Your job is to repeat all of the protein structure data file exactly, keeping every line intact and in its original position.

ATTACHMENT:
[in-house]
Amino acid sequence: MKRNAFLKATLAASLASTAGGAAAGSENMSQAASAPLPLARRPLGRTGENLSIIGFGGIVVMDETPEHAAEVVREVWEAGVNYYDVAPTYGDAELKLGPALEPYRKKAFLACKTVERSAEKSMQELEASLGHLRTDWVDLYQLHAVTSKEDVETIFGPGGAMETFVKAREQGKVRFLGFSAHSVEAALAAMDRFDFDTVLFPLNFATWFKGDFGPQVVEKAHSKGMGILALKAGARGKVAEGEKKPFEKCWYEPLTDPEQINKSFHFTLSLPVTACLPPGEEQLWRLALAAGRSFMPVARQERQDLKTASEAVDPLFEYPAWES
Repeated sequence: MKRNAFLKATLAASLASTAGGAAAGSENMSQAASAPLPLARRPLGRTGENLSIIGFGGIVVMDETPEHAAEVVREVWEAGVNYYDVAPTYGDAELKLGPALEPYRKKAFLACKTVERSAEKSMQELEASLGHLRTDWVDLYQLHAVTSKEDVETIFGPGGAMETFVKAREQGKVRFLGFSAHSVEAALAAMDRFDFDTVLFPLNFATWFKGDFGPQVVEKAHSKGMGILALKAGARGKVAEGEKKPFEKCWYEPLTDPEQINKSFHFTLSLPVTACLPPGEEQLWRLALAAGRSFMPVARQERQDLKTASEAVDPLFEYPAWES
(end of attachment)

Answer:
[in-house]
Amino acid sequence: MKRNAFLKATLAASLASTAGGAAAGSENMSQAASAPLPLARRPLGRTGENLSIIGFGGIVVMDETPEHAAEVVREVWEAGVNYYDVAPTYGDAELKLGPALEPYRKKAFLACKTVERSAEKSMQELEASLGHLRTDWVDLYQLHAVTSKEDVETIFGPGGAMETFVKAREQGKVRFLGFSAHSVEAALAAMDRFDFDTVLFPLNFATWFKGDFGPQVVEKAHSKGMGILALKAGARGKVAEGEKKPFEKCWYEPLTDPEQINKSFHFTLSLPVTACLPPGEEQLWRLALAAGRSFMPVARQERQDLKTASEAVDPLFEYPAWES
Repeated sequence: MKRNAFLKATLAASLASTAGGAAAGSENMSQAASAPLPLARRPLGRTGENLSIIGFGGIVVMDETPEHAAEVVREVWEAGVNYYDVAPTYGDAELKLGPALEPYRKKAFLACKTVERSAEKSMQELEASLGHLRTDWVDLYQLHAVTSKEDVETIFGPGGAMETFVKAREQGKVRFLGFSAHSVEAALAAMDRFDFDTVLFPLNFATWFKGDFGPQVVEKAHSKGMGILALKAGARGKVAEGEKKPFEKCWYEPLTDPEQINKSFHFTLSLPVTACLPPGEEQLWRLALAAGRSFMPVARQERQDLKTASEAVDPLFEYPAWES